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Apple invents an AR Headset Display System with geometrical phase lenses that accurately merge display and real-world content

1 cover - rendition of apple prototype

On Thursday the US Patent & Trademark Office published a patent application from Apple that relates to AR displays with optical systems that accurately merge display and real-world content with tunable lenses. While the main thrust of the invention relates to a mixed reality headset, Apple states that such a system could have far reaching applications from a Heads-Up display for vehicle windshields through to next-generation contact lenses.


In first describing the issue to solve, Apple notes that wearable electronic devices such as head-mounted devices may include displays for displaying computer-generated content that is overlaid on real-world content. An optical system is used to merge real-world content and display content.


Challenges can arise in providing satisfactory optical systems for merging real-world and display content. If care is not taken, issues may arise with optical quality and other performance characteristics.


Apple's invention relates to a head-mounted device with a display having an optical system through which a user with eyes in eye boxes may view real-world objects. During operation, the optical system may be used to merge real-world images from real-world objects with display images.


A display may produce images in frames. Different objects may be displayed in alternating image frames. The optical system may be adjusted in synchronization with the alternating image frames to display the different objects at different focal planes.


Real-world content may be merged with display content using time-division multiplexing, polarization multiplexing, and/or other arrangements for combining light from real-world objects with light from displays.


Apple's patent FIG. 1 below is a schematic diagram of a head-mounted display device; FIG. 2 is a top view of an illustrative head-mounted device; FIGS. 3A and 3B are cross-sectional views of illustrative optical systems with time interleaving and tunable lenses.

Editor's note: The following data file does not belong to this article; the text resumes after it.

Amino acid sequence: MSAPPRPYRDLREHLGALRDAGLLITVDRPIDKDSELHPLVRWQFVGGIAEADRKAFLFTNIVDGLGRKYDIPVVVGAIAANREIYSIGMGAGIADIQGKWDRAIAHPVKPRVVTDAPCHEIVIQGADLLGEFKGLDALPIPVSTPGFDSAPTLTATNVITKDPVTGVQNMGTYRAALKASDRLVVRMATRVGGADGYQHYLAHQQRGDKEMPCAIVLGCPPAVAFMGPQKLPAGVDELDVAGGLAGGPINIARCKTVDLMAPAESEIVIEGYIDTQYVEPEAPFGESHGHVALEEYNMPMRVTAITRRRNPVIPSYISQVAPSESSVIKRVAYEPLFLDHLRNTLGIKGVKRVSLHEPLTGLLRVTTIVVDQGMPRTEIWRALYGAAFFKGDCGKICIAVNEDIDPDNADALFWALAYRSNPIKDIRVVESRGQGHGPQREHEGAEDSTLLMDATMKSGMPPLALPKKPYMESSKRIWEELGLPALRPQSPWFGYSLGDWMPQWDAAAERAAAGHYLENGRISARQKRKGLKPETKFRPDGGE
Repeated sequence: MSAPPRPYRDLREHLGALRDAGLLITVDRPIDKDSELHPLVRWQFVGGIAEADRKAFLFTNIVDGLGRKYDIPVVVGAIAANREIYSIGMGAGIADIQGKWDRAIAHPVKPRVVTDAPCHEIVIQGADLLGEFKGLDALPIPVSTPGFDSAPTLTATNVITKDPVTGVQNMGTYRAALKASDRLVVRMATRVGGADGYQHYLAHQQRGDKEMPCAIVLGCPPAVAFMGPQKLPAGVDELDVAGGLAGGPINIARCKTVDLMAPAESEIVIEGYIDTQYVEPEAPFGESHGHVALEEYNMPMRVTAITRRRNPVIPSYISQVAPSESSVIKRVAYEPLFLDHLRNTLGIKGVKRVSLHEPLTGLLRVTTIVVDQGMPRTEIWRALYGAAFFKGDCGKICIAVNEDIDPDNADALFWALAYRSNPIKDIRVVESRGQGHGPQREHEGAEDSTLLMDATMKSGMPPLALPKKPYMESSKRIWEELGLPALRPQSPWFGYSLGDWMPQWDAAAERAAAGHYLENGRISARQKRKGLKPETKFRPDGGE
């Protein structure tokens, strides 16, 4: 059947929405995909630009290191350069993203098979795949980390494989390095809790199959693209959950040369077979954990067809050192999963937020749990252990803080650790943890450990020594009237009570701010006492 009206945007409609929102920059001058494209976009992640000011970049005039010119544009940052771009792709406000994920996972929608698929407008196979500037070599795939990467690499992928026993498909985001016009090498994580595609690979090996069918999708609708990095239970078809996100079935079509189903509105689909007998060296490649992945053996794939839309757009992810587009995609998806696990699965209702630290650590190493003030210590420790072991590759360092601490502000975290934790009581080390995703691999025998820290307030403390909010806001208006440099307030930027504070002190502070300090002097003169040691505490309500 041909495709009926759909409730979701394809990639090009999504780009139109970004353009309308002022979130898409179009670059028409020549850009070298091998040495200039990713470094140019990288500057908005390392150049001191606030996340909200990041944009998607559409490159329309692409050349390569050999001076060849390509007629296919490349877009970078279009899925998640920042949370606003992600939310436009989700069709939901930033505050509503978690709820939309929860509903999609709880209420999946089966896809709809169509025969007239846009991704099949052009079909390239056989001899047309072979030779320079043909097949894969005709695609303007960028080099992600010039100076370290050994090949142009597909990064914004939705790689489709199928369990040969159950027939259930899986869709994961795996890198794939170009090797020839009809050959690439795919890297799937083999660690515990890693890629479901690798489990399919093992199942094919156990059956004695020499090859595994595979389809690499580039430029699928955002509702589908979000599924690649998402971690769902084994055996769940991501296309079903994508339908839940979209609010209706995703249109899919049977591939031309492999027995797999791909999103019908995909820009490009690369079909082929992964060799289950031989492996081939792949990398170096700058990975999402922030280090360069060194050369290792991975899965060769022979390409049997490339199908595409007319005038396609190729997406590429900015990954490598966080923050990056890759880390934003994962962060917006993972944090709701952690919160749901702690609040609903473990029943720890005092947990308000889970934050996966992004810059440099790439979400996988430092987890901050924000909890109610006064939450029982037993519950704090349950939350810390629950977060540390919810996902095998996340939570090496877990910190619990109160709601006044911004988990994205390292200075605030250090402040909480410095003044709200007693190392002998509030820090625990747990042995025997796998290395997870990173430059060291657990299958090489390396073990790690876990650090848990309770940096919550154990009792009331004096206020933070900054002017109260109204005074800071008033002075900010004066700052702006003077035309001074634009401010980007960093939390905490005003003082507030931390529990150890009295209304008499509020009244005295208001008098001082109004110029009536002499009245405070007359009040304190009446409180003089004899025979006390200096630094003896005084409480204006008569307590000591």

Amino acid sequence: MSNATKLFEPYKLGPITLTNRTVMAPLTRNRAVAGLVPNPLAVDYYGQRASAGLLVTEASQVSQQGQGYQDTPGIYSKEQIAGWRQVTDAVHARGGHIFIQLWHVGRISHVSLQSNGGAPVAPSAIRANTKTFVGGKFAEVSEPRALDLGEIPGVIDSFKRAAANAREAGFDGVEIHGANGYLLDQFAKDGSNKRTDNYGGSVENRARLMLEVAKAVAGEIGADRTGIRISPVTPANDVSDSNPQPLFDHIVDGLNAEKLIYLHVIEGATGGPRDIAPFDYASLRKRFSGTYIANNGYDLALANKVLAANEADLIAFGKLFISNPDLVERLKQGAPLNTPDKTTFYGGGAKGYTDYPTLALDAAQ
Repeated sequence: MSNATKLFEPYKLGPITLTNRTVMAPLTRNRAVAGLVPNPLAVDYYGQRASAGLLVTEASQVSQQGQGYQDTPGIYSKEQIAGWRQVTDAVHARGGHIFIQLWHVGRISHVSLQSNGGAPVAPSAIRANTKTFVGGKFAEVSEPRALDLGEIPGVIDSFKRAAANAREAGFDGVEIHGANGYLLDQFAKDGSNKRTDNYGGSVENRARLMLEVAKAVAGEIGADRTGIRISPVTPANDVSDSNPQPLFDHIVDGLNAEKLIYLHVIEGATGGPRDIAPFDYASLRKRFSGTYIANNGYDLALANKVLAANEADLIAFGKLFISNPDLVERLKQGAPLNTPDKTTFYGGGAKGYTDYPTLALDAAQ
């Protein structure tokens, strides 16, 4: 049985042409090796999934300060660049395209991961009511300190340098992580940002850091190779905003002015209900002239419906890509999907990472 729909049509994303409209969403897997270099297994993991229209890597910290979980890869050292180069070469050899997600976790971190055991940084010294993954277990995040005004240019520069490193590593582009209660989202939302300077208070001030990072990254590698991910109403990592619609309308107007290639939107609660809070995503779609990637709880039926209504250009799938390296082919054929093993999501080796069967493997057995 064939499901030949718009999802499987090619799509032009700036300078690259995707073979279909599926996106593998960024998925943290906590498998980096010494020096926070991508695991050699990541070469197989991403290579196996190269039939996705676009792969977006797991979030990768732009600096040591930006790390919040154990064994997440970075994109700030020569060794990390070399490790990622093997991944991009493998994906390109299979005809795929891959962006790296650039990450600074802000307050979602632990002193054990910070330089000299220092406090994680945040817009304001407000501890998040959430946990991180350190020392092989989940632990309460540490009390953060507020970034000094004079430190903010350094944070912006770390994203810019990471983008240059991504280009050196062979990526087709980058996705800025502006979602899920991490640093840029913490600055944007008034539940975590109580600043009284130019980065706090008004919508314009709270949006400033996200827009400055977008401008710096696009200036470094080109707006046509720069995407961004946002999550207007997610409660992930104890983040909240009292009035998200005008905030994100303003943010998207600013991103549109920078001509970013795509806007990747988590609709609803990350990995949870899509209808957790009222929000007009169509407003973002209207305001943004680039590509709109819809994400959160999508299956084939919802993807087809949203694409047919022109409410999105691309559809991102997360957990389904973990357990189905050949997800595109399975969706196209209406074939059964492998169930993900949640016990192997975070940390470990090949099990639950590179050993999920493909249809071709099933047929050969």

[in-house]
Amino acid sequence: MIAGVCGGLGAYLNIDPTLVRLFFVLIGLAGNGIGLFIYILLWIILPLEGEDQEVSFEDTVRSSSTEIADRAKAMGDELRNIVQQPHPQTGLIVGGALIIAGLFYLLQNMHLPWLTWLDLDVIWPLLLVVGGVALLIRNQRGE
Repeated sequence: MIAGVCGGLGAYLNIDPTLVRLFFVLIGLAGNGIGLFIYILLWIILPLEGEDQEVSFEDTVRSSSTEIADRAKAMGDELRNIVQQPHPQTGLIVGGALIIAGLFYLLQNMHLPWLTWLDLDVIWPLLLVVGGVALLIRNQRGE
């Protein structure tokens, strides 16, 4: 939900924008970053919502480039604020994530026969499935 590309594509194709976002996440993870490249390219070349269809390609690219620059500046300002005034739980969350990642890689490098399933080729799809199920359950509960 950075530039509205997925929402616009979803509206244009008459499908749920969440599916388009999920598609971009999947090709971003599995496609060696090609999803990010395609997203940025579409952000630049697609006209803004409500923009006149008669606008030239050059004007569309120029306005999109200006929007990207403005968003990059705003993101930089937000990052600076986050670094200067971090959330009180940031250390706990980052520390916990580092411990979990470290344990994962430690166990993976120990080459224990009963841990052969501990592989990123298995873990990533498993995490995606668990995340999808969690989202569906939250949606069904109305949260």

Sensors Galore


The Input-output circuitry #22 of FIG. 1 above may include sensors that could include, for example, three-dimensional sensors (e.g., three-dimensional image sensors such as structured light sensors that emit beams of light and that use two-dimensional digital image sensors to gather image data for three-dimensional images from light spots that are produced when a target is illuminated by the beams of light, binocular three-dimensional image sensors that gather three-dimensional images using two or more cameras in a binocular imaging arrangement, three-dimensional lidar (light detection and ranging) sensors, three-dimensional radio-frequency sensors, or other sensors that gather three-dimensional image data), cameras (e.g., infrared and/or visible digital image sensors), gaze tracking sensors (e.g., a gaze tracking system based on an image sensor and, if desired, a light source that emits one or more beams of light that are tracked using the image sensor after reflecting from a user's eyes), touch sensors, buttons, capacitive proximity sensors, light-based (optical) proximity sensors, other proximity sensors, force sensors, sensors such as contact sensors based on switches, gas sensors, pressure sensors, moisture sensors, magnetic sensors, audio sensors (microphones), ambient light sensors, microphones for gathering voice commands and other audio input, sensors that are configured to gather information on motion, position, and/or orientation (e.g., accelerometers, gyroscopes, compasses, and/or inertial measurement units that include all of these sensors or a subset of one or two of these sensors), radio-frequency sensors that determine the location of other devices (and therefore the relative position of such devices relative to device 10), and/or other sensors.


Apple clarifies that while an HMD is the focus device of this invention, the invention could apply to others in the future such as projection-based systems, heads-up displays (HUDs), vehicle windshields having integrated display capability, windows having integrated display capability, displays formed as lenses designed to be placed on a person's eyes (e.g., similar to contact lenses), headphones/earphones, speaker arrays, input systems (e.g., wearable or handheld controllers with or without haptic feedback), smartphones, tablets, and desktop/laptop computers. A head mounted system may have one or more speaker(s) and an integrated opaque display.


Although the patent in general notes smartglasses as another application, it would be way down the road when the lens system could be miniaturized. It is not the main focus of the invention.


To review the patent filing for finer technical details that are many, read the full patent application 20210048674.


Considering that this is a patent application, the timing of such a product to market is unknown at this time.


10.51FX - Patent Application Bar


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